In a story right out of a Lifetime movie, a mother and daughter are now facing up to 16 YEARS in prison in exchange for a homecoming crown. If ever there was a bad trade, this is it.
Back in October, 17-year-old Emily Rose Grover was crowned homecoming queen at Tate High in Pensacola, Florida.
However, her reign quickly endeth amidst allegations that the vote had been rigged. By her and her mother.
And somebody REALLY wanted that crown, apparently.
The Escambia County School District contacted the Florida Department of Law Enforcement in November after discovering “unauthorized access into hundreds of student accounts.”
Election Runner, the software program used to count the votes, flagged dozens of votes as fraudulent and alerted the school district.
Additionally, multiple students reported that Emily bragged about using her mom’s faculty account to cast votes. (And this girl obviously never listens to true crime podcasts, just sayin’)
According to CNN, mom Laura Rose Carroll, an assistant principal at Bellview Elementary School in Pensacola, along with her side-kick Emily, used her credentials to hack into Tate High students’ computer records and cast 246 fake votes in favor of her daughter.
And this is a prime example of how NOT to parent.
During a 4-month long investigation, authorities found 117 votes came from the same IP address and were traced back to Carroll. Additionally, another 129 votes were also linked to Carroll’s cell phone and home computers.
The FDLE arrested both Emily and her mother in March.
The charges include “offenses against users of computers, computer systems, computer networks and electronic devices; unlawful use of a two-way communications device; criminal use of personally identifiable information; and conspiracy to commit these offenses.”
Prosecutors announced this week that Emily (who turned 18 in April) will be tried as an adult, which comes with a maximum sentence of 16 years.
A high price to pay for a plastic crown.
Initially, after the rigging, Emily was placed on 10 days suspension from school. According to an affidavit obtained by ABC News, she emailed the district superintendent admitting she used her mom’s account but did not confess to fixing the homecoming queen contest.
“I have never been in trouble but I was recently suspended for 10 days for unauthorized use of technology, for using my mom’s password and looking at information I should not have seen in FOCUS. Of everything I’ve done wrong, ignorance is hurting me most. I 100% knew it was wrong and would do anything to undo it but I had no idea this much trouble could come from this.'”
Whelp, she’s in trouble now.
Leniency was not granted. She was expelled from the school in December. Her mother is currently suspended from her job.
Investigators also discovered that this was not an isolated incident.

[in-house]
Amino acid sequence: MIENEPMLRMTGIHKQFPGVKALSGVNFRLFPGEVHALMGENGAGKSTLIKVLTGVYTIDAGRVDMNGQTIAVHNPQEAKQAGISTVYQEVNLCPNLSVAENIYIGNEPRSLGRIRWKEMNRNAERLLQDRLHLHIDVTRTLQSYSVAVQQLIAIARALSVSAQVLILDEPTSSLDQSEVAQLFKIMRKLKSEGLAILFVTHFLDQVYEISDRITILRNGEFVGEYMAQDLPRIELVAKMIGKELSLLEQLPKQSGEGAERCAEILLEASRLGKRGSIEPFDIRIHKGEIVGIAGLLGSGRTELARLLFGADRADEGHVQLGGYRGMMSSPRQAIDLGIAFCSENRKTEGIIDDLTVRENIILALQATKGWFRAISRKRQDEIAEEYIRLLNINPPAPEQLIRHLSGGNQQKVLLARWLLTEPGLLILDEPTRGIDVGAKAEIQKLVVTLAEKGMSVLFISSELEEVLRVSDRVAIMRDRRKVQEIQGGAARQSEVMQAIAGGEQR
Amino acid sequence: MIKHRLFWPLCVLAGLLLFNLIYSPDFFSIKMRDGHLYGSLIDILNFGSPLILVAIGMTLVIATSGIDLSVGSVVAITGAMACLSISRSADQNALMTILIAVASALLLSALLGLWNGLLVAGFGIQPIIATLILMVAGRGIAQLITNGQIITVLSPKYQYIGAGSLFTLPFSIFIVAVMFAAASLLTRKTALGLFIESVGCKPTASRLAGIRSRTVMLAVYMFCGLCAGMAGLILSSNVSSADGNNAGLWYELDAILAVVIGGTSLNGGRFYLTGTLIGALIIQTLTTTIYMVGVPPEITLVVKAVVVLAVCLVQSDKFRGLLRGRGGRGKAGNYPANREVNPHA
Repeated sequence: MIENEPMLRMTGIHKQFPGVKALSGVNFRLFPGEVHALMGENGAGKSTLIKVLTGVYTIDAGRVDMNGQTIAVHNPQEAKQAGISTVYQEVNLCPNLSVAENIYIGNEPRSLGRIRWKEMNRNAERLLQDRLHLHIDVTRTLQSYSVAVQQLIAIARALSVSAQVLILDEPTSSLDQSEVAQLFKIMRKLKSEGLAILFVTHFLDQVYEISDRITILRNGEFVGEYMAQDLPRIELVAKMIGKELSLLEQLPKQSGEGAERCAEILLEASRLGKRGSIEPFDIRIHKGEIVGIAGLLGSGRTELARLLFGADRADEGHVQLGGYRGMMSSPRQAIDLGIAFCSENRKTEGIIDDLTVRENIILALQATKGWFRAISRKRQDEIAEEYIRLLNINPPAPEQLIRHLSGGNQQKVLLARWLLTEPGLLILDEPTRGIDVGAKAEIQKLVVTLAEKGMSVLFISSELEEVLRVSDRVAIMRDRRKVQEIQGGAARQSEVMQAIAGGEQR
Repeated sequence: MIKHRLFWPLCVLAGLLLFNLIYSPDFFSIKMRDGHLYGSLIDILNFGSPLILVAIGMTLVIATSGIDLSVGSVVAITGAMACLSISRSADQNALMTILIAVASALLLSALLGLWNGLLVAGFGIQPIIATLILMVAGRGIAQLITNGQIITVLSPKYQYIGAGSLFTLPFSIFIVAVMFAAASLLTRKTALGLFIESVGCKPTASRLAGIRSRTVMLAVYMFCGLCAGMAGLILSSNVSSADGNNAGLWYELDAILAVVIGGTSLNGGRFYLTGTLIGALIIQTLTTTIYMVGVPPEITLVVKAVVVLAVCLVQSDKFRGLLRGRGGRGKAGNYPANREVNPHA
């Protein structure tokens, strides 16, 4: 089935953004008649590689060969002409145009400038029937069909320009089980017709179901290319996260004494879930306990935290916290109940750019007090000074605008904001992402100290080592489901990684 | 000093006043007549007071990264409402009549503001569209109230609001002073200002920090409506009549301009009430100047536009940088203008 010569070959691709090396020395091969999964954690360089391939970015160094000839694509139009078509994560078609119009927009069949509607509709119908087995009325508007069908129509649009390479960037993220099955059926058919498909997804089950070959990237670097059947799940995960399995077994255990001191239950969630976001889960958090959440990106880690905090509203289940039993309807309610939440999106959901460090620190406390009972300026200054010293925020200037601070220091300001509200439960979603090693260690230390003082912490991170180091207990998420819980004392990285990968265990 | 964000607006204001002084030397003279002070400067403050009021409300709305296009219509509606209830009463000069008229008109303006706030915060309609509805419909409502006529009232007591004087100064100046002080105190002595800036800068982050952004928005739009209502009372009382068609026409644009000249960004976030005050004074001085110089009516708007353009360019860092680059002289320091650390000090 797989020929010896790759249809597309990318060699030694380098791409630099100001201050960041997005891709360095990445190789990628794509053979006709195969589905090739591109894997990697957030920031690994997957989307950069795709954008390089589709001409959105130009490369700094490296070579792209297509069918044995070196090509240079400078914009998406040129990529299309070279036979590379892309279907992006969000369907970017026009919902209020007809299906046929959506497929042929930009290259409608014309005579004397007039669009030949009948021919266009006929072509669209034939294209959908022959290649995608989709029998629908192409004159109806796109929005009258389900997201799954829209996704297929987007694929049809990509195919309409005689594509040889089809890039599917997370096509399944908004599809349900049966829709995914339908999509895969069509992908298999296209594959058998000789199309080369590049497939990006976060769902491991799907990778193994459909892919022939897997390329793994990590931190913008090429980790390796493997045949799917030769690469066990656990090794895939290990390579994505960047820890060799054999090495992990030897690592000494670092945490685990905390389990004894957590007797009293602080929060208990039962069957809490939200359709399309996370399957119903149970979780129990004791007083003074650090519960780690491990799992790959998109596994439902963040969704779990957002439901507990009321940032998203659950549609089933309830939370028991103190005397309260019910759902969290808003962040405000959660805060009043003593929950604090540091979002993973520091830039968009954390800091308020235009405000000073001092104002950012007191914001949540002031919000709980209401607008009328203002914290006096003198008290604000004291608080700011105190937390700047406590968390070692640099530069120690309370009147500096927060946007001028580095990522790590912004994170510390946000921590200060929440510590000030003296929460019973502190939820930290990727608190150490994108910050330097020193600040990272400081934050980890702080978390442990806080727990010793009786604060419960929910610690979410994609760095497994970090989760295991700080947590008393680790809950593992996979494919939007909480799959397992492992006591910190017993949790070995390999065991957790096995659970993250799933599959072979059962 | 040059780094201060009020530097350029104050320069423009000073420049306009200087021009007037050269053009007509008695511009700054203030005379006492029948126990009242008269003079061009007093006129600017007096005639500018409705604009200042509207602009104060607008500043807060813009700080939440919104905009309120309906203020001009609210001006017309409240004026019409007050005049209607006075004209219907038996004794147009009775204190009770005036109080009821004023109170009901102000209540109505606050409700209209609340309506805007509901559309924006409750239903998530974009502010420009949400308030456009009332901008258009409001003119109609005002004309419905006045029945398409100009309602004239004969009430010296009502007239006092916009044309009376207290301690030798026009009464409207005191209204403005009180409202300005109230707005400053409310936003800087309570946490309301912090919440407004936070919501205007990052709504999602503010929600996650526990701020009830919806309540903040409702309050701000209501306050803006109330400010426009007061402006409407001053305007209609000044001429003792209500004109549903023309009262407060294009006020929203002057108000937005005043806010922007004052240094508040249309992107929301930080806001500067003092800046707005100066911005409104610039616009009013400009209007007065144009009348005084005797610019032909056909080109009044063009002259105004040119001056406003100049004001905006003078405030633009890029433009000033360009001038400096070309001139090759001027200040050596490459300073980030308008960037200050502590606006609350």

Both students and teachers at the high school stated that Emily has been using her mother’s log-in for years.
Arrest documents reveal one student saying:
“She looks up all of our group of friends’ grades and makes comments about how she can find our test scores all the time.”
Another student backed up the claim stating:
“I recall times that she logged onto her mom’s FOCUS account and openly shared information, grades, schedules, etc., with others. She did not seem like logging in was a big deal and was very comfortable with doing so.”
And as for mommy dearest? She was well aware of what was going on. She received a notification whenever her daughter signed into her account.
Over the course of 2 years (since August 2019), Carroll’s FOCUS account accessed 372 high school records. Of those 339 were Tate High School students.
The student records contain confidential information including grades, attendance, disciplinary records, medical history, birth date, and identification numbers.
Both mother and daughter have been released from the Escambia County Jail on bond. They are scheduled to be arraigned in First Judicial Circuit Court in Pensacola on May 14.
Their defense attorney and close family friend, Randall Etheridge, told ABC News that the duo is pleading not guilty. He has also requested a jury trial.
He says of his clients:
“These are good people. They’re not crazy as some people are trying to depict them. They’re basically decent people.”
Basically. There’s a ringing endorsement.
The reality is, Carroll isn’t the first parent to go to extreme lengths to see her daughter succeed. Remember the college admissions scandal? Or the mom that beat up another student? Nor will she likely be the last. And Emily isn’t the first teenager to do something really stupid in the name of popularity.
Unfortunately, however, this choice has lasting and detrimental consequences. And one night of glory? Has turned into a lifetime of regret.